Ottawa Senators fans have spent their Sunday rejoicing after the team signed Jake Sanderson to an entry-level contract.
The 2020 fifth-overall pick should inject some much needed stability and skill into the blueline group of the Senators with his trademark transitional play and impressive defensive acumen. The Senators organization couldn’t be happier about signing.
Sanderson has missed many of the biggest events in his final college season as he has dealt with injuries and COVID this season. From the World Junior Championship being canceled early and missing time at the Olympics because of injury to again being injured for the NCHC Frozen Faceoff and NCAA tournament, Sanderson has had a bit of a rough go in his sophomore season with the Fighting Hawks.
Currently recovering from his latest injury, an issue with his hand, Sanderson looks to get back to full health and get into some game action for the Sens.
Despite his injury issues this season, Sanderson amassed 41 points across 45 games. His 26 points in 23 games this season were impressive for a blueliner. If he had not been dealing with health issues this season, there are many in college hockey who felt he was the best player in the NCAA and would have been a Hobey Baker front runner.
With Ottawa’s current group of defenders, Sanderson’s addition will be more than welcome as he will likely become their second most talented blueliner almost immediately. The buildup and fanfare that Sanderson has received amongst the Senators fanbase is warranted but as with any player jumping from college hockey to the NHL, there will likely be an adjustment period.
That’s why playing in games this year is so important for the newest Sen. It will give him the ability to see NHL action up close and personal and ready him for what will be the biggest offseason of training he’s faced to this date. Facing the likes of Auston Matthews or Nikita Kucherov will be a big step up from dealing with Bobby Brink and Ethen Frank.
Sanderson has long been touted as a defensive force but the development of the rest of his game has been more than encouraging since the beginning of his draft year. Always well regarded as a fluid and agile skater, Sanderson has used that attribute to enhance the rest of his game.
As a defender, the 6-foot-2 blueliner has the size and speed combination that modern day defenders need to excel. Sanderson will rarely chase the play to impose his will physically but has no problem closing out along the boards and separating the man from the puck effectively with his body positioning and excellent stickwork.
His ability to diagnose an opposing offensive rush is as good as it gets outside of the NHL. He sees the play develop a step ahead and makes the correct reads to get himself into position with his feet and his stick into passing lanes as well. Sanderson is a master of thwarting play before it gets started.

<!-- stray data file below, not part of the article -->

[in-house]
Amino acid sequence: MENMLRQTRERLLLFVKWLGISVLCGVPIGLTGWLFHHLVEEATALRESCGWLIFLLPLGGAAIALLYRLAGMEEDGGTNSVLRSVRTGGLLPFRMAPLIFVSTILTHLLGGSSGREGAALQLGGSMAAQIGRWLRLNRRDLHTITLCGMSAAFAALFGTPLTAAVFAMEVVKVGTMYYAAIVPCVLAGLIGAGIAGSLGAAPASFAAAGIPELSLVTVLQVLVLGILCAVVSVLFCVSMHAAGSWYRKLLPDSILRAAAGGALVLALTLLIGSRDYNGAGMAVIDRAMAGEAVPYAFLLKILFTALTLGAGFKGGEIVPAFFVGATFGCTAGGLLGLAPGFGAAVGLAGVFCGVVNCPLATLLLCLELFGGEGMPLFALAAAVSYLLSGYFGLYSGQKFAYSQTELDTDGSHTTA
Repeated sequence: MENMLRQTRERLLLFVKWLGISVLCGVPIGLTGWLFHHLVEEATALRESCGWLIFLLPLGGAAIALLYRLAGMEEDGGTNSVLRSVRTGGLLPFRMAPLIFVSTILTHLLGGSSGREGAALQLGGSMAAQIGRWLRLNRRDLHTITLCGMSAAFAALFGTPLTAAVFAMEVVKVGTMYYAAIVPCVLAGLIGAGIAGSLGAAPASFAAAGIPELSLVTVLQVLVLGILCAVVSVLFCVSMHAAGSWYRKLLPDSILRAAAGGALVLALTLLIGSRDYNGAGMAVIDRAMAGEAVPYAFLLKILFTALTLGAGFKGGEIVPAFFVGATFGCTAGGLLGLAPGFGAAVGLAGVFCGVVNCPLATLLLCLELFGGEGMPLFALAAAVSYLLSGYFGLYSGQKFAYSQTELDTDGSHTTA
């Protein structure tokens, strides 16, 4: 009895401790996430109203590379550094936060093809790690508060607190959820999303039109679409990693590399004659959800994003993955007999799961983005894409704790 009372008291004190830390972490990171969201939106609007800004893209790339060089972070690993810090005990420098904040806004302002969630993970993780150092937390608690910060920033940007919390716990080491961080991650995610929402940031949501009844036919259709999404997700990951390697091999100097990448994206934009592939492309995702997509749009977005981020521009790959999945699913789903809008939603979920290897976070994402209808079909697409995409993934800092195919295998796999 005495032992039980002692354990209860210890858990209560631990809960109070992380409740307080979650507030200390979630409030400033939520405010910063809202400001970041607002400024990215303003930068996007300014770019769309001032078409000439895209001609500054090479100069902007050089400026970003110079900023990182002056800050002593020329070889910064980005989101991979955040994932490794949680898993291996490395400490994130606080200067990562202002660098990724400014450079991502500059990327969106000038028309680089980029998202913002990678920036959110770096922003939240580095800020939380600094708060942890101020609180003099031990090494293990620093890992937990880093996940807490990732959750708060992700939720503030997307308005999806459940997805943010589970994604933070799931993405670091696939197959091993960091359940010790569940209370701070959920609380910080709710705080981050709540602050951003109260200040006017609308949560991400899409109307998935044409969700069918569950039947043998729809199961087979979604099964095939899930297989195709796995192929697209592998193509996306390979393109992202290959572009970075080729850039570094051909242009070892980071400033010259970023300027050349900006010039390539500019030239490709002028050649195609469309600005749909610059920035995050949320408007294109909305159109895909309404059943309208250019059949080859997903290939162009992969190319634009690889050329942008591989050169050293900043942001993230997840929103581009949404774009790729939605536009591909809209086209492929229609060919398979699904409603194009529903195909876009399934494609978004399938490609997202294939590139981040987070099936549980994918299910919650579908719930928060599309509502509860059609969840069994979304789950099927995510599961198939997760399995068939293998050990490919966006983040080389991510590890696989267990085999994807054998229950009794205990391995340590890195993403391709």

Once he puts a halt on an opponent’s attack, he has the ability to both lead and aid his team in transition. His puck handling ability has grown immensely and his confidence with the puck on his stick has become more noticeable. Rather than opting for the safe play, Sanderson will often make the best play available utilizing his passing and skating ability.
Sanderson plays with his head up and will use his eyes akin to an NFL quarterback to misdirect opposing players by staring down a passing option and then cutting into space that opponents vacate. His patience allows him to stay within himself and prevents many misguided pass attempts that we often see young defenders make on the breakout.
If Sanderson isn’t the primary puck carrier through the neutral zone, he is an excellent support in transition. Consistently providing an outlet should his team need an extra man on the rush and maintaining defensive integrity, Sanderson should be a breathe of fresh air for the Senators who have struggled at times to move the puck from their own end when Thomas Chabot or Erik Brännström aren’t on the ice.
Offensively, Sanderson may not be a Cale Makar-esque difference maker but he has all of the tools to be a well-rounded playmaker and contributor. His reads from the blueline are excellent as he uses his mobility to open passing and shooting lanes with regularity. Sanderson displays deft touch on his passes throughout the offensive zone.
Sanderson has repeatedly shown the ability to take advantage when given space in the offensive zone as well, attacking the slot for more dangerous shot attempts for himself. If he can’t create a shot for himself, he draws his opposition in as he invades the offensive zone before making a silky smooth pass to an open teammate on the backdoor. He protects the puck well and plays a smart and precise game in the offensive zone.
Sanderson needs to get healthy before any of the attributes we’ve discussed can come to fruition. He understands the nuances of the game at a level that is not common for young blueliners. Once healthy, Sanderson should inject some much needed talent onto the Ottawa blueline. Getting a dose of NHL action should help him gear up for what will be an exciting run at the Calder Trophy next year for Sanderson.